David Romer says no:
…the behavior of National Football League teams on fourth downs departs from the behavior that would maximize their chances of winning in a way that is highly systematic, clear-cut, and statistically significant. This is true even though the decisions are comparatively simple, the possibilities for learning and imitation are unusually large, the compensation for the coaches who make the decisions is extremely high, and the market for their services is intensely competitive…The departures from win maximization are toward "conservative" behavior…
In other words, too many punts and field goal attempts. But why?
…the natural possibility is that the actors care not just about winning and losing, but about the probability of winning during the game, and that they are risk-averse over this probability. That is, they may value decreases in the chances of winning from failed gambles and increases from successful gambles asymmetrically.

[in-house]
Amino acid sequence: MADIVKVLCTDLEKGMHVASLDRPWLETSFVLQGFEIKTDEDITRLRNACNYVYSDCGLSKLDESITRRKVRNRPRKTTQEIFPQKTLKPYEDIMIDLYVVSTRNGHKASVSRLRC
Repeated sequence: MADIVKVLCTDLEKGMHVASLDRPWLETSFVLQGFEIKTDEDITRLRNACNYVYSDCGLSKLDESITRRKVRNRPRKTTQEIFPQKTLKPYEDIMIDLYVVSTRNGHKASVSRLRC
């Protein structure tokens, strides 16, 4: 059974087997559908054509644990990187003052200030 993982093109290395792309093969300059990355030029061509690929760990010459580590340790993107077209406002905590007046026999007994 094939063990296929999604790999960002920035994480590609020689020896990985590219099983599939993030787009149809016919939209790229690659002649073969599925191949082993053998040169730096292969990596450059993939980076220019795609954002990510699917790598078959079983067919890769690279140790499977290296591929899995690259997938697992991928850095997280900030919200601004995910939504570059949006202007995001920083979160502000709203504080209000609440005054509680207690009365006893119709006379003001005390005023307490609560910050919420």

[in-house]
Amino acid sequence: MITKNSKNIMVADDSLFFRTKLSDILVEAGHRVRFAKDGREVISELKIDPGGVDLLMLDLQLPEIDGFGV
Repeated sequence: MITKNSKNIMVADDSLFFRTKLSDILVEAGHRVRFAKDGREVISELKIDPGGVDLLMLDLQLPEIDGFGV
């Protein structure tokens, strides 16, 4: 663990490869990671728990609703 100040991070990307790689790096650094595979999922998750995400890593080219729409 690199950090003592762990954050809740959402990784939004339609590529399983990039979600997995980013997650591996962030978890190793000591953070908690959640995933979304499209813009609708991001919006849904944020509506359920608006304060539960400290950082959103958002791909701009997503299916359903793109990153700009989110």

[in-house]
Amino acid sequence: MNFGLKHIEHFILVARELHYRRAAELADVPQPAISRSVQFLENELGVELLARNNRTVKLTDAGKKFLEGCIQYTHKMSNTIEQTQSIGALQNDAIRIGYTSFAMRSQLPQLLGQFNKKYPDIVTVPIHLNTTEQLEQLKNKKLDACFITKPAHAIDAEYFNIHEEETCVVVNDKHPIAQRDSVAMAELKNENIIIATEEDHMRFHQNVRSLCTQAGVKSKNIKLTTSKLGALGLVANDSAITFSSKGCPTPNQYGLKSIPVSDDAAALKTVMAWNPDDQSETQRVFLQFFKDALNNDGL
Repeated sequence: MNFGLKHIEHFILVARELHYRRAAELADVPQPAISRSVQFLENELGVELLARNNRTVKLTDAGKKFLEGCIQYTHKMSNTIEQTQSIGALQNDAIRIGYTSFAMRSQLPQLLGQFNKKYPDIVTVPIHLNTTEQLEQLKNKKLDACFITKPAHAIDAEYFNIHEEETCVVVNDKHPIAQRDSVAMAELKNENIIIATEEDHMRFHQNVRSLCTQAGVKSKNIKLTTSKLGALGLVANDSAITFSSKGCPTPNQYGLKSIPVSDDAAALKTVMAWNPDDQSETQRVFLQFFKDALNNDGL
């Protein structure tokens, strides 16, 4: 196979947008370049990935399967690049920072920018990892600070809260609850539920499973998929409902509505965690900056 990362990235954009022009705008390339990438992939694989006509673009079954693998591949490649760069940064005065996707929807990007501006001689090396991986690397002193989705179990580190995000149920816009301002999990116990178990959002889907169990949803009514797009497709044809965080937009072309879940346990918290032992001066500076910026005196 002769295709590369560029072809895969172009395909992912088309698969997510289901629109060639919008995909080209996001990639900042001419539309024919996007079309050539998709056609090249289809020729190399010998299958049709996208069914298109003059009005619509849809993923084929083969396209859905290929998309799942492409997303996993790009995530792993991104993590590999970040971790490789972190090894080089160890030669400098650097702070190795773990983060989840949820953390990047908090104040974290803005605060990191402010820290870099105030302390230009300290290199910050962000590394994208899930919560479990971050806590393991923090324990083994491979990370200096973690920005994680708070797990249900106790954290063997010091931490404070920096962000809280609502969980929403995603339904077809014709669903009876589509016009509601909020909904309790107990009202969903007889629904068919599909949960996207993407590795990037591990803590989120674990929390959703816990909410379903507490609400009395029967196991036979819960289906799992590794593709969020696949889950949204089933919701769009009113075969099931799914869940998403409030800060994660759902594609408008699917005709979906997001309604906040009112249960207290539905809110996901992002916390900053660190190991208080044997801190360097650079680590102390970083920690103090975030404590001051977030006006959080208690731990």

If you take a gamble and it fails, and you have lost for good, it hurts so so bad. Coaches value "being in the game until the end" for its own sake. They are unwilling to give up all sources of hope, even when the associated gamble would maximize their returns.
What does this say about how we run our lives?
That is from the just-arrived April 2006 Journal of Political Economy (I’m sorry Alex, but the JPE is better and more interesting than the QJE, all things considered). Here is an earlier version of the paper. Here is my earlier post on the NFL draft.